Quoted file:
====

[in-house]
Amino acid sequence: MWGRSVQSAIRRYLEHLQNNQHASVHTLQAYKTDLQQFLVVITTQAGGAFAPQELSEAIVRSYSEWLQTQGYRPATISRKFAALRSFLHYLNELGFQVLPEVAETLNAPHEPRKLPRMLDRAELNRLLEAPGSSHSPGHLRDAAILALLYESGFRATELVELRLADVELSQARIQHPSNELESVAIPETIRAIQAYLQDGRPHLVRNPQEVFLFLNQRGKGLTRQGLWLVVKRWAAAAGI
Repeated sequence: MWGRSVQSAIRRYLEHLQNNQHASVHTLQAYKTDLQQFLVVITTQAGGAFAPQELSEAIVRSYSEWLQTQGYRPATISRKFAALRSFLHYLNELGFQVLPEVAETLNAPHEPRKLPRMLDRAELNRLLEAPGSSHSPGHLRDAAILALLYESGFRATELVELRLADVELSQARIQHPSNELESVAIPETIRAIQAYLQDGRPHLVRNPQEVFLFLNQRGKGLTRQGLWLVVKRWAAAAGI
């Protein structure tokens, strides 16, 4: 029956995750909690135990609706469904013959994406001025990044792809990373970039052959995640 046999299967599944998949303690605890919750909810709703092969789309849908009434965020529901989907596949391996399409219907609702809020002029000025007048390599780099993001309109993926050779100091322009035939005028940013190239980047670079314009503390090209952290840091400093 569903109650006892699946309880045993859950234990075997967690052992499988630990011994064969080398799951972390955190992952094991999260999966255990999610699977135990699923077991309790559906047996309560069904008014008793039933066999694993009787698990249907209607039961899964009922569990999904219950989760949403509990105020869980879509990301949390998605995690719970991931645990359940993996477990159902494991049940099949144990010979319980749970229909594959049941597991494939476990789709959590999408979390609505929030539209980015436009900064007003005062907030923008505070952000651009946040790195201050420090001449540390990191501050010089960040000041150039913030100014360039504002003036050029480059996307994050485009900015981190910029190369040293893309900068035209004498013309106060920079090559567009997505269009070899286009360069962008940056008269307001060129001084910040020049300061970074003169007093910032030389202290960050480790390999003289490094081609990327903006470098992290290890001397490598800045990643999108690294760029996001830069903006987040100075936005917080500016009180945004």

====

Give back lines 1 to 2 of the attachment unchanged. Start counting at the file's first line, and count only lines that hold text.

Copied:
[in-house]
Amino acid sequence: MWGRSVQSAIRRYLEHLQNNQHASVHTLQAYKTDLQQFLVVITTQAGGAFAPQELSEAIVRSYSEWLQTQGYRPATISRKFAALRSFLHYLNELGFQVLPEVAETLNAPHEPRKLPRMLDRAELNRLLEAPGSSHSPGHLRDAAILALLYESGFRATELVELRLADVELSQARIQHPSNELESVAIPETIRAIQAYLQDGRPHLVRNPQEVFLFLNQRGKGLTRQGLWLVVKRWAAAAGI